Caramelised white chocolate, burnt butter and tahini cake

Caramelised white chocolate, burnt butter and tahini cake
  • Serves icon Serves 20
  • Time icon Hands-on time 1 hour 40 min, oven time 1 hour 20-25 min, plus chilling

”Caramelised white chocolate reminds me of the Caramac bars I enjoyed as a child. The sweetness lends itself to more bitter notes, and after playing around with a few things (including Marmite – unsuccessfully) I discovered that tahini’s nuttiness was just right.” – John Whaite

Nutrition: per serving

Calories
702kcals
Fat
39.6g (20.1g saturated)
Protein
8.6g
Carbohydrates
76.5g (62.7g sugars)
Fibre
2.5g
Salt
0.4g
Calories
702kcals
Fat
39.6g (20.1g saturated)
Protein
8.6g
Carbohydrates
76.5g (62.7g sugars)
Fibre
2.5g
Salt
0.4g

Ingredients

  • 150g white chocolate (we used Waitrose Belgian white chocolate), chopped
  • 300g unsalted butter, diced
  • Grated zest 1 lemon
  • 300g caster sugar
  • 300g self-raising flour
  • 6 large free-range eggs

For the sesame seed brittle

  • 100g caster sugar
  • 100g liquid glucose (from the baking section of supermarkets)
  • 200g mixed white and black sesame seeds (or use all white)

For the tahini buttercream

  • 225g unsalted butter, at room temperature
  • 100g tahini
  • 1 tsp vanilla bean paste/extract
  • ½ tsp salt
  • 300g icing sugar

For the chocolate topping

  • 200g dark chocolate (at least 70% cocoa solids)
  • 1 tbsp golden syrup
  • 50g unsalted butter

You’ll also need…

  • 3 x 20cm sandwich tins, greased, bases lined with non-stick baking paper; piping bag fitted with a 1cm nozzle; palette knife

Method

  1. Heat the oven to 120°C/100°C fan/gas ½. Put the white chocolate on a baking tray and put in the oven for an hour. Every 15 minutes or so, give the chocolate a stir with a spatula. It will start to turn a little darker in colour and chalky in consistency (don’t worry – it will be fine). After an hour the chocolate should taste caramelised. Take out of the oven and put in a heatproof mixing bowl.
  2. Turn the oven up to 180°C/160°C fan/gas 4. Put the 300g butter in a pan set over a high heat, swirling the pan as the butter melts and bubbles. When the bubbling starts to subside you’ll be left with a fine, cappuccino-like foam on top and the butter will smell nutty. Take off the heat and pour into the bowl with the chocolate. Stir to mix the chocolate into the butter, then add the lemon zest. Cool briefly, then whisk in the sugar and flour, then the eggs, to give a fairly runny batter. Divide evenly among the cake tins and bake for 20-25 minutes until lightly golden (a skewer pushed into the centre should come out clean). Leave the cakes in the tins to cool for 5 minutes, then invert onto a rack to cool completely (see Make Ahead).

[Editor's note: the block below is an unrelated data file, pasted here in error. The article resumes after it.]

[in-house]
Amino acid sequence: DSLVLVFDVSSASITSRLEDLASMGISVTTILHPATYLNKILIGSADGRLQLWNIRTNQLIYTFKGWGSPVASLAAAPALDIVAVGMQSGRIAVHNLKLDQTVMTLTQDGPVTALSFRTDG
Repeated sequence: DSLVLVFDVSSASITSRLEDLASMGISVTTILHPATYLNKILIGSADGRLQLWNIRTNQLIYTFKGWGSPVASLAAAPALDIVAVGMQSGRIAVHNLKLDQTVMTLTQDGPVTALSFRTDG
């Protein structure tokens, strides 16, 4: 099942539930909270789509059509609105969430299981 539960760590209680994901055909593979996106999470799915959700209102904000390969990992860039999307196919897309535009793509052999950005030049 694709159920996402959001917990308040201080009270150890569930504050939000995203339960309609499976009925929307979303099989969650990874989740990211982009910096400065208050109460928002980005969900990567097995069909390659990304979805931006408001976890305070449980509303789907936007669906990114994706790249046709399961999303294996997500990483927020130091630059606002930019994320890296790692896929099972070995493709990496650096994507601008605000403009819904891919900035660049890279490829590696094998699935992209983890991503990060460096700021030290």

3. For the brittle, have 2 large pieces of baking paper and a rolling pin to hand. Put the sugar and glucose in a pan with 50ml cold water. Heat gently and stir with a wooden spoon until the sugar has more or less dissolved. At this point, stop stirring, turn the heat to high and bring to the boil. Don’t stir or the mix may crystallise – just let it bubble. Once the syrup has turned an orangey amber, take the pan off the heat and quickly stir in the sesame seeds before the caramel sets. Immediately tip the mixture into the centre of one of the sheets of baking paper and top with the second piece. Carefully (because the brittle will be hot) use a rolling pin to roll the brittle mix between the pieces of baking paper until very thin. Set aside to cool and set hard.
  4. For the buttercream, use an electric hand mixer to beat the butter and tahini in a mixing bowl until combined, aerated and pale in colour. (If using a stand mixer, use the whisk attachment.) Add the vanilla, salt and icing sugar, then whisk for 1-2 minutes more.
  5. Once the sponges have cooled, put one sponge, top-side down, on a cake stand and cover the upper surface with a thin layer of buttercream. Repeat with the remaining sponges, also top-side down. Cover the entire cake as neatly as possible with more buttercream, scraping it thin with a palette knife so some cake shows through and saving some buttercream to pipe on top of the cake. Chill the cake for a good 20 minutes to firm up the buttercream.
  6. For the chocolate topping, put the chocolate, syrup and butter in a small heatproof bowl and stir, set over a pan of barely simmering water (don’t let the water touch the bowl). When melted and combined, leave to cool for 2 minutes, then pour over the top of the chilled cake so some dribbles down over the edge. Leave at room temperature.
  7. Fill the piping bag with the rest of the buttercream and pipe 11 generous blobs around the top of the cake. Smash the brittle into shards of different shapes and sizes, then arrange 11 of them on top of the cake, leaning against the blobs of buttercream. Enjoy the remaining brittle shards with ice cream.

delicious. tips

  1. This cake is best on the day it’s baked but you can wrap the sponges in cling film and freeze for up to a month.

Recipe By

John Whaite

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